Summary: Cici is anxious about her family’s move from Taiwan to Seattle, particularly when she learns that her grandmother, A-má, is staying in Taiwan. The move goes smoothly, with Cici making two new friends almost immediately and getting the A’s in school that her parents expect. But she misses A-má and wants to figure out a way for her grandmother to celebrate her 70th birthday with the family. When Cici learns of a kids’ cooking contest with a grand prize of $1,000, she thinks she’s found the solution. A-má has taught Cici a lot about Taiwanese cooking and Cici is sure she can win. On the first day, she’s paired up with Miranda, an expert chef whose family owns a restaurant, but whose aspirations lie elsewhere. While Cici’s dad thinks cooking is just a hobby and academic achievement is the most important thing, Miranda’s dad believes her cooking should take precedence over everything else. Both girls have plenty to learn about the culinary arts, each other, and themselves as they make their way through the rounds of the contest to find out who will be the top chef. 208 pages; grades 3-6.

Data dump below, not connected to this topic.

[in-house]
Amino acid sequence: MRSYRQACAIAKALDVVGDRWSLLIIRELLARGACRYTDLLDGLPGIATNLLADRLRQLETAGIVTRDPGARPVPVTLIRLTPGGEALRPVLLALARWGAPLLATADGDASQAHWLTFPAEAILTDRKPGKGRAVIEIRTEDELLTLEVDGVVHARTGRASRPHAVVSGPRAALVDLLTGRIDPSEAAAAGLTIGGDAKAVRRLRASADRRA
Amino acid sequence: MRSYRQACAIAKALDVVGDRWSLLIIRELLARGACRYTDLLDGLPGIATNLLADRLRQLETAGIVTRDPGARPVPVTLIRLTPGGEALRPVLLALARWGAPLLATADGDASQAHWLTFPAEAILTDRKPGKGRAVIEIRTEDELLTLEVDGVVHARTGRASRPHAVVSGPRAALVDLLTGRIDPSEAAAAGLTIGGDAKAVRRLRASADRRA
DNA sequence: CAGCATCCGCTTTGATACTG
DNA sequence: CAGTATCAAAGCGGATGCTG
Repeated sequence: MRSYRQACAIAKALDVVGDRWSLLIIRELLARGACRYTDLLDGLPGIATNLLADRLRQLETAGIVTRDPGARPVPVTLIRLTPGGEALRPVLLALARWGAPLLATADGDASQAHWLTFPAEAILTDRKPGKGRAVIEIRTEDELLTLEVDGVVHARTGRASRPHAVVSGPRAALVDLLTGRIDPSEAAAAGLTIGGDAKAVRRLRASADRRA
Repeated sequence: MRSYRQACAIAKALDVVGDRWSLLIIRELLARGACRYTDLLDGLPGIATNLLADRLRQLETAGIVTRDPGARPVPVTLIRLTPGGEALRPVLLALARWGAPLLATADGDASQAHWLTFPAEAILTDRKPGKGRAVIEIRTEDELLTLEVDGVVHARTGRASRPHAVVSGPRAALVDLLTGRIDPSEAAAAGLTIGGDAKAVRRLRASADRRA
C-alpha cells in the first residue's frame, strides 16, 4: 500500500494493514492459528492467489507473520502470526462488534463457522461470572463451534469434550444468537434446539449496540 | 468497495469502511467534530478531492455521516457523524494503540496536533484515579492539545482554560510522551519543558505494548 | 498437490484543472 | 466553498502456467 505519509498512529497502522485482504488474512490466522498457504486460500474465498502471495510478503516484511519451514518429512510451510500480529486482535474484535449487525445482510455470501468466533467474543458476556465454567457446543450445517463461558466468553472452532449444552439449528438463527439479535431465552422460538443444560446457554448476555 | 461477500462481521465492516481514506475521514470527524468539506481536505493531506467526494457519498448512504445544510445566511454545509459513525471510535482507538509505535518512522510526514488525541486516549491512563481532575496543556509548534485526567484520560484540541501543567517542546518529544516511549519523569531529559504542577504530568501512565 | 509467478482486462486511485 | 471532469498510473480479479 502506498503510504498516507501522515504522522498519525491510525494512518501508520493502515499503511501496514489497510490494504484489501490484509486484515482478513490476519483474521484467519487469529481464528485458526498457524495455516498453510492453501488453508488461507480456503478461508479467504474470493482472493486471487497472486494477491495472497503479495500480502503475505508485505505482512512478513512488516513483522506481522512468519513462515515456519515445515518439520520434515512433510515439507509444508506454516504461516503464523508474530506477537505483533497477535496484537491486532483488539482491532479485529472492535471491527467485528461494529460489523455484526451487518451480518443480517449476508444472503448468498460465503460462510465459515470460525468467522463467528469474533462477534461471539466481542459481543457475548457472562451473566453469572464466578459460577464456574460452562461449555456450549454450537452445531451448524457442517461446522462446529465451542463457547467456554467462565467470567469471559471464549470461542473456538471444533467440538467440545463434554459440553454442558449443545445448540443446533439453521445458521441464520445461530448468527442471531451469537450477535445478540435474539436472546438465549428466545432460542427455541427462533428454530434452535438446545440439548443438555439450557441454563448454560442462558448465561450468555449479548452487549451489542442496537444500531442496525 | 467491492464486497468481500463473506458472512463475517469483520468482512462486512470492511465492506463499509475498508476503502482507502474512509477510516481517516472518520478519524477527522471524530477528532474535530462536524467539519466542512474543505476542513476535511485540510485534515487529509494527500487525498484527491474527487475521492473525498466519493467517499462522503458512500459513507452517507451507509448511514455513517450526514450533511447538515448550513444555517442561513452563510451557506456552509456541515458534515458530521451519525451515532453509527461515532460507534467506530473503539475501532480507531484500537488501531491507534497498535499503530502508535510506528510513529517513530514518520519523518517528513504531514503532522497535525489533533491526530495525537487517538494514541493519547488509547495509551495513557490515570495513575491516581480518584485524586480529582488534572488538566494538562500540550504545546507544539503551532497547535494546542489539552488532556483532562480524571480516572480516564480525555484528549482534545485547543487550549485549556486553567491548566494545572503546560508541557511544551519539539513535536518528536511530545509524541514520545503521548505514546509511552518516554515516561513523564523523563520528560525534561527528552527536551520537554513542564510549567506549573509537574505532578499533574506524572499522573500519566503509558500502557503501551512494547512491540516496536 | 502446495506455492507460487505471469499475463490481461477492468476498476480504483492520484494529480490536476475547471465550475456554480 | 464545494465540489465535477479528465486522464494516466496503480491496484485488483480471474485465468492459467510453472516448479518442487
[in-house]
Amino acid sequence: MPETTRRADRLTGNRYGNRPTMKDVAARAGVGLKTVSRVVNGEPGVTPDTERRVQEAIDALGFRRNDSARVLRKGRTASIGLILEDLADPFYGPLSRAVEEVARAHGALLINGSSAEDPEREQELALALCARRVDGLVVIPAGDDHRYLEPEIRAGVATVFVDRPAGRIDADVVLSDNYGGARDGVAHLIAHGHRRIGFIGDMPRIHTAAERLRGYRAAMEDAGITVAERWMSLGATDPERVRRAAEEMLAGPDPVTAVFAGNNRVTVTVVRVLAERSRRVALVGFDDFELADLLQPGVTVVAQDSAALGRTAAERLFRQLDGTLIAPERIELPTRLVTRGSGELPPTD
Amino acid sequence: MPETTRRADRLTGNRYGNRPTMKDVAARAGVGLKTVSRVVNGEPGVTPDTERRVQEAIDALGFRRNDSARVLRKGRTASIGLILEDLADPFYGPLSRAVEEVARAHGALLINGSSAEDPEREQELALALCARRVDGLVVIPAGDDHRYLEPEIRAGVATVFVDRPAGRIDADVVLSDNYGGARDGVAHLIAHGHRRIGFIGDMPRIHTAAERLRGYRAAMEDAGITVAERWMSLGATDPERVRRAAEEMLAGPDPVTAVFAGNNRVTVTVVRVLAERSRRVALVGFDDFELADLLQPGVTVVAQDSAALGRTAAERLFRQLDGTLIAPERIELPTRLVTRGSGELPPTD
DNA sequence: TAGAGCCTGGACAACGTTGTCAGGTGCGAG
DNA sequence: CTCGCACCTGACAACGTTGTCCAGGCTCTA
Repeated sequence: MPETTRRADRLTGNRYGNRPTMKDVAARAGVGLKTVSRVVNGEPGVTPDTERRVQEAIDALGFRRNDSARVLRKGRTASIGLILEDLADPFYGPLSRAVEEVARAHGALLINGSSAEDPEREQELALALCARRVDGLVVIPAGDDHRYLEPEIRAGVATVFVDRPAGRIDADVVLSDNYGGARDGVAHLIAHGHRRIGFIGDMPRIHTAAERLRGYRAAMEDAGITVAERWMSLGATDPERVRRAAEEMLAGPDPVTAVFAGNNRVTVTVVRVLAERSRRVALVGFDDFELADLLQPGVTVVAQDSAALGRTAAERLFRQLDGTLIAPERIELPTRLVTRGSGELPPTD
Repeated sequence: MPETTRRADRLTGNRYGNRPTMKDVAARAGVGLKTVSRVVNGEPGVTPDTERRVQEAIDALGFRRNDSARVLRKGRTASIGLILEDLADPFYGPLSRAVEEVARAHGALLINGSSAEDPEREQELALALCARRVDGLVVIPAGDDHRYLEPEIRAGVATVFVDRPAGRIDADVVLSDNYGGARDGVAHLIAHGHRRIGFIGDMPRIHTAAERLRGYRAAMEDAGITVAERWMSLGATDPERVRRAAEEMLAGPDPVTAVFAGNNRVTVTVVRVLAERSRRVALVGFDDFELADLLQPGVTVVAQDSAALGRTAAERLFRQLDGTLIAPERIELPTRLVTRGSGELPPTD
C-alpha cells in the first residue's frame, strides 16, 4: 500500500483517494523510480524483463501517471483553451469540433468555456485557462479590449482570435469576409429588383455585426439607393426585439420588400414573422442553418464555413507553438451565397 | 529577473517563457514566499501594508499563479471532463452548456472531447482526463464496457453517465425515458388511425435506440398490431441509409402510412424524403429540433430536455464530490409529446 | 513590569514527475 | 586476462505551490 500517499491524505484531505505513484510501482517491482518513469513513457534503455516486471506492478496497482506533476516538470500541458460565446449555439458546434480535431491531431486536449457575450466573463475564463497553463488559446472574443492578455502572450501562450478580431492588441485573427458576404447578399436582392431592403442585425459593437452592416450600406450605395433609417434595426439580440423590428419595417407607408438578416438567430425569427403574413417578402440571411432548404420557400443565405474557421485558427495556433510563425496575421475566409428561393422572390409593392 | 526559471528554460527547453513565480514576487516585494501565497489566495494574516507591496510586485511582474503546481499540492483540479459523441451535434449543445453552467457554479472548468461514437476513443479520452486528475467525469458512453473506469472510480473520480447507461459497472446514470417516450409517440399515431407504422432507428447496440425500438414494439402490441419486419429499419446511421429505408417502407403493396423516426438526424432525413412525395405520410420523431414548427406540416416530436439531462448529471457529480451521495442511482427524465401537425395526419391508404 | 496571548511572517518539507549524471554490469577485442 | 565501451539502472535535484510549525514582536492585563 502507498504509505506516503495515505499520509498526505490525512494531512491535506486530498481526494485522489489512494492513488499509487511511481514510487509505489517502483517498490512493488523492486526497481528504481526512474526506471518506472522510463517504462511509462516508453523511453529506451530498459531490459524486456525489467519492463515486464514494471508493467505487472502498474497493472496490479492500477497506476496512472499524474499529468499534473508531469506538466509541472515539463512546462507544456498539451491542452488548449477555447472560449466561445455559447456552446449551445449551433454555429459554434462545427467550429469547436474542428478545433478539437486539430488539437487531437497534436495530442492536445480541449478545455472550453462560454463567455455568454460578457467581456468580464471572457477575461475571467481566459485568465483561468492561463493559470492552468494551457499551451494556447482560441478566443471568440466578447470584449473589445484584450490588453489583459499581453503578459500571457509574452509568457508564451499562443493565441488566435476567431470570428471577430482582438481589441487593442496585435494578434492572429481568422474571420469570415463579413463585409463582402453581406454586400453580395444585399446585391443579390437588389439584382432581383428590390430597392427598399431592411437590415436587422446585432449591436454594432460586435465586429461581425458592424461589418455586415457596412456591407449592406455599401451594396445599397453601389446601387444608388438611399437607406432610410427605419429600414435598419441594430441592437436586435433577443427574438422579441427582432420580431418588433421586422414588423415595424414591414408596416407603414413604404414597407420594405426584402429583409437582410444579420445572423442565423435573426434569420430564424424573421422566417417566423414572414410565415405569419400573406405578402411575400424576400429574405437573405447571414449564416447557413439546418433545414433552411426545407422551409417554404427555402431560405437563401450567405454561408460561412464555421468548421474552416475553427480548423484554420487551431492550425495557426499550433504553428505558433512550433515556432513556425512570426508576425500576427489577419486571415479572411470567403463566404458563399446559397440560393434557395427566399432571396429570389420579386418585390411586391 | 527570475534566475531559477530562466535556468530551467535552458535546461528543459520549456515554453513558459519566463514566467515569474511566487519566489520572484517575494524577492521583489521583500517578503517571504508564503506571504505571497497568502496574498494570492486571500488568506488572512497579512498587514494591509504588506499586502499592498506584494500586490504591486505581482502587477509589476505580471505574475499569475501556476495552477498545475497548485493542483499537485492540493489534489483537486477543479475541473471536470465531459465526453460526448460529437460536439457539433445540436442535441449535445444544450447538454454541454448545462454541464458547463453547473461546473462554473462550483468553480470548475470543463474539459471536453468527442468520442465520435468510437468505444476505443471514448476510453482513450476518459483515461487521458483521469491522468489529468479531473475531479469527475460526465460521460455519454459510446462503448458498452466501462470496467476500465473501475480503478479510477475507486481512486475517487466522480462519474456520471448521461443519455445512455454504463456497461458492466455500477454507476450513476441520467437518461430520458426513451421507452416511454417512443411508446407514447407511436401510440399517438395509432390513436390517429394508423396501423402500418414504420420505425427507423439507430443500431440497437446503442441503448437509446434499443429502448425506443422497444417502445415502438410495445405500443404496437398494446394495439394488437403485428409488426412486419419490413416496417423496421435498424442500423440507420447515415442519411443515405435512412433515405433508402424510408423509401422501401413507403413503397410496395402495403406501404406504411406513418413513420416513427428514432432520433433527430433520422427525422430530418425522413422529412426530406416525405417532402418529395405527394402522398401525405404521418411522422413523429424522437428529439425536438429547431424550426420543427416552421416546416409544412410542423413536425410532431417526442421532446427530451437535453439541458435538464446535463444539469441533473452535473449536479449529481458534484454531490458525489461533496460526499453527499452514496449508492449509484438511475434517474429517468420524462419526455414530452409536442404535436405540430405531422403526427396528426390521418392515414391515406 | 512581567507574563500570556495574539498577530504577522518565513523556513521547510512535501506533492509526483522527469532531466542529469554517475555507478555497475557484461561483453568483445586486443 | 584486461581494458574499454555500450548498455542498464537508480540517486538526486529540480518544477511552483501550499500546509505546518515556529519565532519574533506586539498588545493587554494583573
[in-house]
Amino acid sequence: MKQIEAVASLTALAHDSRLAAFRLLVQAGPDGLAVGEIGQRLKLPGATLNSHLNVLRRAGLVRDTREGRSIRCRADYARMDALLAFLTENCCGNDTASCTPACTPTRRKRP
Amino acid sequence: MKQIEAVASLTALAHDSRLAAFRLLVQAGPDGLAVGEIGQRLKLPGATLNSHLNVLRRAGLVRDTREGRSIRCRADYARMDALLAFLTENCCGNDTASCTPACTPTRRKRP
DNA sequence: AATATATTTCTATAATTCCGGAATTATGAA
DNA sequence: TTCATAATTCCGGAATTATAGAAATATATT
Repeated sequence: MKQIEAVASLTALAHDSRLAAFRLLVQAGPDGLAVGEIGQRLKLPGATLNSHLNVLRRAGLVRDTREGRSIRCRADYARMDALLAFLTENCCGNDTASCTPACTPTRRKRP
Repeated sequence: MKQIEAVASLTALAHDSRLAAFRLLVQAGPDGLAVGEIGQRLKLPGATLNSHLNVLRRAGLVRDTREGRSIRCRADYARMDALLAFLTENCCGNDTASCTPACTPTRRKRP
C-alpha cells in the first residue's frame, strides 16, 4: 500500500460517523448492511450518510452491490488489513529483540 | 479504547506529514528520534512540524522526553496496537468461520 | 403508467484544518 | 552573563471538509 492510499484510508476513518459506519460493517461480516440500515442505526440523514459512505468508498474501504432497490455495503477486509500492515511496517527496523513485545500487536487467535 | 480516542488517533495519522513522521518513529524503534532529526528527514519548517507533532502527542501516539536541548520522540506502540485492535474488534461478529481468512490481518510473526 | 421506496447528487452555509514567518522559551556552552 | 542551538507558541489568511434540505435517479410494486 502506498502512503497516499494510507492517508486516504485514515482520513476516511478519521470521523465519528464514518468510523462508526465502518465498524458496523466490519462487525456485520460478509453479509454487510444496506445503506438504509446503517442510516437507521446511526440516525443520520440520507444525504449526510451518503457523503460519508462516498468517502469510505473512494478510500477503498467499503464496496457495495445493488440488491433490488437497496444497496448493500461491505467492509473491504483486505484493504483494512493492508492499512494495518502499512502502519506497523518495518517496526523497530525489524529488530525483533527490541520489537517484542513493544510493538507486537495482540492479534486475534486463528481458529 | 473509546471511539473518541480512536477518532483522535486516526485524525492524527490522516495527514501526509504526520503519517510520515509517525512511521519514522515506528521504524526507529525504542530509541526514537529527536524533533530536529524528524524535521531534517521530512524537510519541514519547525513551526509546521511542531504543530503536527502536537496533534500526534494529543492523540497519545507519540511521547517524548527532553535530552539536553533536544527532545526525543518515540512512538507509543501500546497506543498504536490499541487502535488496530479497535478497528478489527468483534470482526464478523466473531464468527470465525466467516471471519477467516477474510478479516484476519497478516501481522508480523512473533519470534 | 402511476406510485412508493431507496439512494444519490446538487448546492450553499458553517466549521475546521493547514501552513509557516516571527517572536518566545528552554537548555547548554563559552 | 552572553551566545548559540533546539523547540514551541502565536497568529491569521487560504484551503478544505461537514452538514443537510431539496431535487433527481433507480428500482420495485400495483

Pros: Part immigrant story, part friendship story, part cooking reality show, this graphic novel is sure to please a wide variety of readers.
Cons: Cici’s transition to American life seemed a bit unrealistically easy.